Last updated: 29th Aug 2016
Is it possible that happiness at work could be a secret formula to business success?
Most of us grew up with the belief that if we work hard, we’ll be more successful. If we’re more successful, we’ll get paid more, which would mean we’d be able to afford more in life, then we’ll be happy. But recent studies in psychology and behavioural economics have shown that this conventional wisdom is actually backward: Happiness is the power source for success, not the other way around.
In the past 50 years, we’ve seen economic growth like we’ve never seen before.
The world economy is six times larger than it was a half a century ago and the global per capita GDP (gross domestic product) more than doubled despite a major increase in population.
As a result, we’re working harder than ever, but according to research published by former Harvard University president Derek Bok, we are no happier as a result. So what does it take to attain happiness at work? And does it really fuel success and performance at work?
Back to basics
A decade of research by Shawn Achor, author of “The Happiness Advantage” proves that happiness at work raises nearly every business and educational outcome: raising sales by 37%, productivity by 31%, and accuracy on tasks by 19%, as well as a myriad of health and quality of life improvements.
So what makes us happy? For most of us, we feel happy when our needs are met. Some needs are purely physiological, like having a Krispy Kreme donut, while others are more complex, like achieving job satisfaction or finding your soulmate.
American psychologist Abraham Maslow’s hierarchy of needs can be effectively applied to personal happiness as well as that of the workplace. Maslow described human needs as ordered in a prepotent hierarchy—a pressing need would need to be mostly satisfied before someone would give their attention to the next highest need.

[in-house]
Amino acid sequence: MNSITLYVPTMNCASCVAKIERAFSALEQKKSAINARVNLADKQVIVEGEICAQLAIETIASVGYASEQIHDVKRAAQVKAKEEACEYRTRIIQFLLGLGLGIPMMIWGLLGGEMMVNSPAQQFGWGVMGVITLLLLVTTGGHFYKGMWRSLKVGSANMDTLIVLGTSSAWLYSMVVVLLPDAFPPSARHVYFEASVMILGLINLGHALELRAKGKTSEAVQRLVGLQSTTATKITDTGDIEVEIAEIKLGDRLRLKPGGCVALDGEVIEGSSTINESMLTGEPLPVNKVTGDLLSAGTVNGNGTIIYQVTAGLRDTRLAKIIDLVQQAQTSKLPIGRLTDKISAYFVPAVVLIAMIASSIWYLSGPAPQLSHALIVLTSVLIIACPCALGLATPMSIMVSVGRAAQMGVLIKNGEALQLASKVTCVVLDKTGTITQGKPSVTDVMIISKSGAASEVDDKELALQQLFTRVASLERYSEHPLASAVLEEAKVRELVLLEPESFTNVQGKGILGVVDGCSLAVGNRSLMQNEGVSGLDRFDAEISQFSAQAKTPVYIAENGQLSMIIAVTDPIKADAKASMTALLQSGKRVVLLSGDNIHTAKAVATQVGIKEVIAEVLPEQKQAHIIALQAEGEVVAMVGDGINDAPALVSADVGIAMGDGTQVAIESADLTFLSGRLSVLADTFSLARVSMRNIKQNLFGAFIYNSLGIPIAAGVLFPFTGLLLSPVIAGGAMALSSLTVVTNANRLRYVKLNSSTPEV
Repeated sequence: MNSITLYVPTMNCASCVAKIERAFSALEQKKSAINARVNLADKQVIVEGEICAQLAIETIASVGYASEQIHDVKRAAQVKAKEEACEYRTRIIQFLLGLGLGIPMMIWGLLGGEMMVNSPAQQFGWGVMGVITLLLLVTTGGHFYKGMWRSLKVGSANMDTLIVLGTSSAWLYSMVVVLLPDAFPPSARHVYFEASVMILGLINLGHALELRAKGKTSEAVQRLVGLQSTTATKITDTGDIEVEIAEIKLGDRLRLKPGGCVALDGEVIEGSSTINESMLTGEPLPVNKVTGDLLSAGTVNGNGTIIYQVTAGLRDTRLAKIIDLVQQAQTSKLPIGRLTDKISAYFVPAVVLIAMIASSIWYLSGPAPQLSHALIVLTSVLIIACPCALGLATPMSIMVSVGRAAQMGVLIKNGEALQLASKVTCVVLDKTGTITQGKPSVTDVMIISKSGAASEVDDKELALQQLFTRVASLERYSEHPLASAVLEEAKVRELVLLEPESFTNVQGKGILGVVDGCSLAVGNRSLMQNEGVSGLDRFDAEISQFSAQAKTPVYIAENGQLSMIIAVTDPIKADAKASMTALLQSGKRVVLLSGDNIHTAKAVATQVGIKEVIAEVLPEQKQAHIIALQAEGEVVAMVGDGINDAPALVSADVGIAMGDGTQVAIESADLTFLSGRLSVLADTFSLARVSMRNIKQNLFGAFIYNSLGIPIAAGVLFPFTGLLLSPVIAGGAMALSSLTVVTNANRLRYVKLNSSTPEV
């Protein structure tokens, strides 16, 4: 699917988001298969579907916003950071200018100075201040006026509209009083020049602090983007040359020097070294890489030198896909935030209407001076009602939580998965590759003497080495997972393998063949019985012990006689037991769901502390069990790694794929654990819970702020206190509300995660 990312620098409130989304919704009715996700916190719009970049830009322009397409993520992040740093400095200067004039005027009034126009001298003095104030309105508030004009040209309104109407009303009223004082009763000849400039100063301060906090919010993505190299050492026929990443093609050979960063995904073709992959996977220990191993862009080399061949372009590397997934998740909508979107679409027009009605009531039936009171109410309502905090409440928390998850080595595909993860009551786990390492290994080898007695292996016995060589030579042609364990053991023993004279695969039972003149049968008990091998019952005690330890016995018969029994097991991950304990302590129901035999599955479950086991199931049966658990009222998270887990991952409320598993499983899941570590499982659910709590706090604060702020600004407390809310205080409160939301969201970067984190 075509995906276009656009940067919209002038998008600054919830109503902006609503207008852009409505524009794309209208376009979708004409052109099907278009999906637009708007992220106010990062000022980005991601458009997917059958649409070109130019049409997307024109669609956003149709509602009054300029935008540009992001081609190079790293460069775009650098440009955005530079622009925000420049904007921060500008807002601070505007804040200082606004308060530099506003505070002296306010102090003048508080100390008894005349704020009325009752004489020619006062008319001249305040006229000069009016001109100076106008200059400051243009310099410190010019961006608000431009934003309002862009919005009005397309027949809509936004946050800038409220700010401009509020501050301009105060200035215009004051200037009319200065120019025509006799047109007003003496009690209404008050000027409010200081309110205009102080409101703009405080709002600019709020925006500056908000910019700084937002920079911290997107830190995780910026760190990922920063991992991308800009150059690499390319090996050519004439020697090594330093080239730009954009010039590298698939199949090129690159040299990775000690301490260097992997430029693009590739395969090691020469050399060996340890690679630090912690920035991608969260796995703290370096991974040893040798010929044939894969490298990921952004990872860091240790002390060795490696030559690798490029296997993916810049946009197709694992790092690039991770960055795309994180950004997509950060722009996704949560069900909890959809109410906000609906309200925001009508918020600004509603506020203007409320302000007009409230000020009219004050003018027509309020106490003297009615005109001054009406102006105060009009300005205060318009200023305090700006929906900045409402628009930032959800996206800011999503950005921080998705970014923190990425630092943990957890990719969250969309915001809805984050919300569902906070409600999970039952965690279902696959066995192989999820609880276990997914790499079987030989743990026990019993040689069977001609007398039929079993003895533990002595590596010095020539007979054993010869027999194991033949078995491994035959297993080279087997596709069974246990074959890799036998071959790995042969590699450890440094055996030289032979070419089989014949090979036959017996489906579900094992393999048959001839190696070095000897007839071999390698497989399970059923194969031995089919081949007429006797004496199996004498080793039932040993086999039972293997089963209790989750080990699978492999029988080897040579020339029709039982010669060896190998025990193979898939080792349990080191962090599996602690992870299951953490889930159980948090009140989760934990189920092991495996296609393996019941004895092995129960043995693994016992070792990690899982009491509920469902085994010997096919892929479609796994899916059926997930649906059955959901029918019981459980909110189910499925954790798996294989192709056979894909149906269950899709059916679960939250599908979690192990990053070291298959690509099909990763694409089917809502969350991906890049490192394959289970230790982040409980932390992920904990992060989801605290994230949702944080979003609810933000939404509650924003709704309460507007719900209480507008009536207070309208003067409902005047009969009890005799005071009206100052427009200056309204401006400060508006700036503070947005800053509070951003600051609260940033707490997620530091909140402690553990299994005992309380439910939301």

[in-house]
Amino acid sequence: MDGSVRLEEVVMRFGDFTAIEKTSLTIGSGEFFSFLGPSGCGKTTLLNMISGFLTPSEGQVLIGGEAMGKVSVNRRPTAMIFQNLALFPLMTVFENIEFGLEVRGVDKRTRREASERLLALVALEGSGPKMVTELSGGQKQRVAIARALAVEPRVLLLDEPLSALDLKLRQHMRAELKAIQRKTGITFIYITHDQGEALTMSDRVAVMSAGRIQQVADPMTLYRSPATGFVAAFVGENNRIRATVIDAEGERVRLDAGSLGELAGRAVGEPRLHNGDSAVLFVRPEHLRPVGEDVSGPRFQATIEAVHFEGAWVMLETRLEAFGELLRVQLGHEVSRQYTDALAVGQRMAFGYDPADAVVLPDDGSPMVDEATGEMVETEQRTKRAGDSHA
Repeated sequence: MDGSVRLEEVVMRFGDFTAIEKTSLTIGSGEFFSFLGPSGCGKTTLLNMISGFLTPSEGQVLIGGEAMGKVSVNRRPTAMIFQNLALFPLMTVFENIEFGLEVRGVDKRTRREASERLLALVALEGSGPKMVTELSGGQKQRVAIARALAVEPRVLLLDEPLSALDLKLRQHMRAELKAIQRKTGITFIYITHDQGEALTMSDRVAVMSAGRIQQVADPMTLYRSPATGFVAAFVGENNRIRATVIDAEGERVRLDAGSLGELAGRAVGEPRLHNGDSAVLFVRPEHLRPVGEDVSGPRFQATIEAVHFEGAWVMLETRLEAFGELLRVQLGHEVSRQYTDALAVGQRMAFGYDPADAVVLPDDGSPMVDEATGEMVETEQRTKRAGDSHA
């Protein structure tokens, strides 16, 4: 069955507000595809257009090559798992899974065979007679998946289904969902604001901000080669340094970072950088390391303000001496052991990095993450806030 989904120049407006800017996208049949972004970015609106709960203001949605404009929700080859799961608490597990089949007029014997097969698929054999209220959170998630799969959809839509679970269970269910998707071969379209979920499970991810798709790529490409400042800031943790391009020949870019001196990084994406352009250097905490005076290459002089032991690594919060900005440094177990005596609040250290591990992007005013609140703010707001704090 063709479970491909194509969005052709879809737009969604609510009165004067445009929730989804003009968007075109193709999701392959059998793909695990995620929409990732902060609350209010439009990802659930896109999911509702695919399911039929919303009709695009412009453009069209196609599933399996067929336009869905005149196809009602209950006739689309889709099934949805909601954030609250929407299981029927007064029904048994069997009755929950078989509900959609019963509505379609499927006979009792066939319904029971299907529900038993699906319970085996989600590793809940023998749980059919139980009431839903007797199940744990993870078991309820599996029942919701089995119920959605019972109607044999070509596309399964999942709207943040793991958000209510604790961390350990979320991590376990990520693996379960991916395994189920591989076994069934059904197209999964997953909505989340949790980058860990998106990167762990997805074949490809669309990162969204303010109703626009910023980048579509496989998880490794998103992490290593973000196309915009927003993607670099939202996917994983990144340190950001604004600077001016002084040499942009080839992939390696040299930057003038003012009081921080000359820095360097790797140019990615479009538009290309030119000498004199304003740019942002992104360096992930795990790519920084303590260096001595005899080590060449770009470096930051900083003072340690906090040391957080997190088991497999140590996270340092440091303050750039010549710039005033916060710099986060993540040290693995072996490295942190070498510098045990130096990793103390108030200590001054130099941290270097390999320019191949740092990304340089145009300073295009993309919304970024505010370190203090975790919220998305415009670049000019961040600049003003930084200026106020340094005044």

Physiological needs and safety
In a United Nation’s World Happiness Report published in 2016, the top 10 countries which were the “happiest” in 2013-15 were as follows:
At the other end of the spectrum lie the following countries:
An interesting point to note is that GDP per capita was 25 times higher in the top 10 than in the bottom 10 countries. These are countries with phenomenal social security, long-term political stability and strong economies.
On the other hand, eight of the bottom 10 are in sub-Saharan Africa, while the remaining two are war-torn countries in the Middle East and South Asia. Judging by the data above, we can deduce that basic physiological needs and safety issues have a massive impact on the degree of happiness we feel, both personally and professionally.
In the workplace, however, physiological needs can mostly be met by fair remuneration, the simple availability of food and water or even a gym membership. Financial data and media giant Bloomberg is an excellent example. Each Bloomberg office around the world has a fully-stocked pantry, which allows their staff to meet their nutritional needs without having to leave the premises. This saves time but also gives staff a feeling of wellness and appreciation.
Google is also renown for having fantastic facilities for their staff. Many firms nowadays also provide health-club memberships to promote active lifestyles. It is another incentive which has been popularised in recent years, as we spend longer hours, doing sedentary work.
Safety in the workplace would take form as good health insurance and a solid pension plan. We are living longer than ever before, so having an excellent health plan to maintain our body and mind is imperative.
And with long life comes a need for an excellent pension plan that will carry you through the years, post work. On average, a person’s working life lasts about 30 years, so we may now be looking at spending just as much or more years in retirement.